Is there evidence that deinstitutionalisation (DI) works?

In the past, it was mostly institutions that looked after children. Today countries are moving in the direction of DI because it produces better outcomes. Countries in Eastern Europe, Africa, Indonesia, Cambodia, Myanmar, Vietnam and Thailand are reforming their childcare systems, implementing DI and working towards reintegrating children back into nurturing communities.

Implementing DI is challenging. Countries with vision embarked on the paradigm shift in public attitudes and committed resources to move children from an institutional to the family-based care system. Malaysia’s move to DI is evidence-based.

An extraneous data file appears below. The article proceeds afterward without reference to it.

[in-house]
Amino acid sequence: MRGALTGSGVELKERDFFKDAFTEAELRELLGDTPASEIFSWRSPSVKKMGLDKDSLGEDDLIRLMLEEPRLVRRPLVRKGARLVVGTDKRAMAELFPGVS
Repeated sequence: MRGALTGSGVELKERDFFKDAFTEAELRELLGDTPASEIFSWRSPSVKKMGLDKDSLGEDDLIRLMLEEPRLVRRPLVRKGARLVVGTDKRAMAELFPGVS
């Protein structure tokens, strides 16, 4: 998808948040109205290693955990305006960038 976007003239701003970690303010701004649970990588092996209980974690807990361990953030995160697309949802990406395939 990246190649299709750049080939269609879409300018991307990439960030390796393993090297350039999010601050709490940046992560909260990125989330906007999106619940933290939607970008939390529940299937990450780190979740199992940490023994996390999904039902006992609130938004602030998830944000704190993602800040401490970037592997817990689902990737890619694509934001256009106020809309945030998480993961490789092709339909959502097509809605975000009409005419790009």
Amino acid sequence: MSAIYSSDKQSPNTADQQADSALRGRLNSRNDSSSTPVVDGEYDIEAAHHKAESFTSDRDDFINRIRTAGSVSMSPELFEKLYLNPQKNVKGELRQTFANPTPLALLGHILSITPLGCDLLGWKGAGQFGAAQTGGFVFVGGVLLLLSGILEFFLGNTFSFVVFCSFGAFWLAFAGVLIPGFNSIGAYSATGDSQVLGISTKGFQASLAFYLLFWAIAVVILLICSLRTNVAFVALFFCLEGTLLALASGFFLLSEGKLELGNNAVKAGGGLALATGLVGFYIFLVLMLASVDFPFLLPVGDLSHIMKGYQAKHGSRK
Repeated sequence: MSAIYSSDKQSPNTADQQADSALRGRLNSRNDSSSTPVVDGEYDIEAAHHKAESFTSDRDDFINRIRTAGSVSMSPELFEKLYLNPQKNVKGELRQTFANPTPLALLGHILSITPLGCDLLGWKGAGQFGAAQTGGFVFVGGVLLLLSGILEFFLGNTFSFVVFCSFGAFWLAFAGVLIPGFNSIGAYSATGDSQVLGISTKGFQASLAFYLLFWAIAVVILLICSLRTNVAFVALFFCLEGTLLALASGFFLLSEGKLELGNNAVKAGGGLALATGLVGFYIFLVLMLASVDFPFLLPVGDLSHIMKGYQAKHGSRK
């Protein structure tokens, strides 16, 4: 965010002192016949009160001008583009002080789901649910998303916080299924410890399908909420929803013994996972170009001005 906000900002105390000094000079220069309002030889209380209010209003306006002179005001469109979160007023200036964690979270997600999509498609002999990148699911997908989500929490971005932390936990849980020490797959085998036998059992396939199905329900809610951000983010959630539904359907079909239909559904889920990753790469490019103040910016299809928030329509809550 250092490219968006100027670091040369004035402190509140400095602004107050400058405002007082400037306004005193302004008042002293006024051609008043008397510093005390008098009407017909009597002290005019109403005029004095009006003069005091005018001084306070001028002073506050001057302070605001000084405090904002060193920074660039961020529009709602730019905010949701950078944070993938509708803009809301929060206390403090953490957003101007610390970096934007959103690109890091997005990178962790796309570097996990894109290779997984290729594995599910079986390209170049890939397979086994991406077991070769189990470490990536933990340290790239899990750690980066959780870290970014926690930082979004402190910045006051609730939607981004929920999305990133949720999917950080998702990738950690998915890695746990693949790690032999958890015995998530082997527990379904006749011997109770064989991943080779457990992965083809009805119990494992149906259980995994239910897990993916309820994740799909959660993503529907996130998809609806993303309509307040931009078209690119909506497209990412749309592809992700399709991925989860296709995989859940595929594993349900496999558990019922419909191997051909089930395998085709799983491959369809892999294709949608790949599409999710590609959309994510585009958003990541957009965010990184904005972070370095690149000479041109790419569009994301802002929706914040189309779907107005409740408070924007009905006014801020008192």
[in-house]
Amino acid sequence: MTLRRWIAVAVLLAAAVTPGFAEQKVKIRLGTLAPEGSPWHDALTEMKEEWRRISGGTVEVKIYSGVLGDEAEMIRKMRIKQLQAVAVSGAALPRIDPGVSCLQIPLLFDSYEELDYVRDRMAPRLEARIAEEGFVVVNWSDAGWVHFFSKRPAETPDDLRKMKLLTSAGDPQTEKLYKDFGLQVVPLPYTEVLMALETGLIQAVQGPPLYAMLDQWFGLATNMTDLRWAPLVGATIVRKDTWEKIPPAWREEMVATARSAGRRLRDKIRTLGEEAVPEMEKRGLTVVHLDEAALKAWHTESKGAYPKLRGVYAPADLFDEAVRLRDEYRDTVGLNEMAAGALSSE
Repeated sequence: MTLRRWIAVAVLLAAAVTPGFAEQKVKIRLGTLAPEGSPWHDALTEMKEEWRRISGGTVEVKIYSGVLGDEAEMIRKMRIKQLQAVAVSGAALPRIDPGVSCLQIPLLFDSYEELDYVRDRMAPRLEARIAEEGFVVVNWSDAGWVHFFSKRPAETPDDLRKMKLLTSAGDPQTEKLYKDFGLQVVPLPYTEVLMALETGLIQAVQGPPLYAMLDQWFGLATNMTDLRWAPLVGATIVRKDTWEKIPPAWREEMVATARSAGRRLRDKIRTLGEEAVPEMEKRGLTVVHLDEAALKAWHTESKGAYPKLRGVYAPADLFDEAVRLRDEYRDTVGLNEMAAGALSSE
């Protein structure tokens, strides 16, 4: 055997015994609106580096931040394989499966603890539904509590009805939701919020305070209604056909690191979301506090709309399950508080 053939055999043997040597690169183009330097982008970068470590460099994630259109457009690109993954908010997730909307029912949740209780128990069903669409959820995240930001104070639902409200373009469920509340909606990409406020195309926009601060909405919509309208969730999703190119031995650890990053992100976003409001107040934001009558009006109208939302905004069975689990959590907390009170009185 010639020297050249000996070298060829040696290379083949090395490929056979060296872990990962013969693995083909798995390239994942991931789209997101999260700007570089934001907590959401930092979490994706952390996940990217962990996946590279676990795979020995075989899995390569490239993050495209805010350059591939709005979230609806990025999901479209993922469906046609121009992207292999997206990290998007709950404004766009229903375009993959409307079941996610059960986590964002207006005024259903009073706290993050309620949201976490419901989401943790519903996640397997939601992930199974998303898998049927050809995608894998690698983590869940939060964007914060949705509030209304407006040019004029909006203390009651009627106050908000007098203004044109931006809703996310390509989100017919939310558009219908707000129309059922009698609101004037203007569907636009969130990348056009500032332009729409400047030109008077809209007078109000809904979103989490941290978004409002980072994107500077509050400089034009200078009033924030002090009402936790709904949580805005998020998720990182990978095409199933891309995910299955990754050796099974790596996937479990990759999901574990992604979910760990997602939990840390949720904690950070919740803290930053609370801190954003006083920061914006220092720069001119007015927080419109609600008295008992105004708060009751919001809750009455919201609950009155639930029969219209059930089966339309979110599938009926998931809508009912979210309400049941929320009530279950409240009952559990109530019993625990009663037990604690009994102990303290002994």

Family and community-based child care are more cost-effective and able to deliver better quality care to more children. Studies from Romania, Ukraine, Moldova and Russia show institutional care can be as much as six times more expensive than providing social services to vulnerable families. The same cost disparity occurs in many other parts of the world.

Source reference: The Risk of Harm, Lumos, 2014 cost

One study in Haiti estimated it costs US$1560 on average per year to support a family with a child, provide him or her with medical care, food and a place in school. It would cost US$6600 per year to keep that same child in an institution with much poorer quality care and exposed to the risk of serious harm. Four times more!

In Sudan and Cambodia family-based care costs just 10% of institutional placement.

Source reference: Ending the Institutionalisation of children in Malaysia, Lumos, 2014

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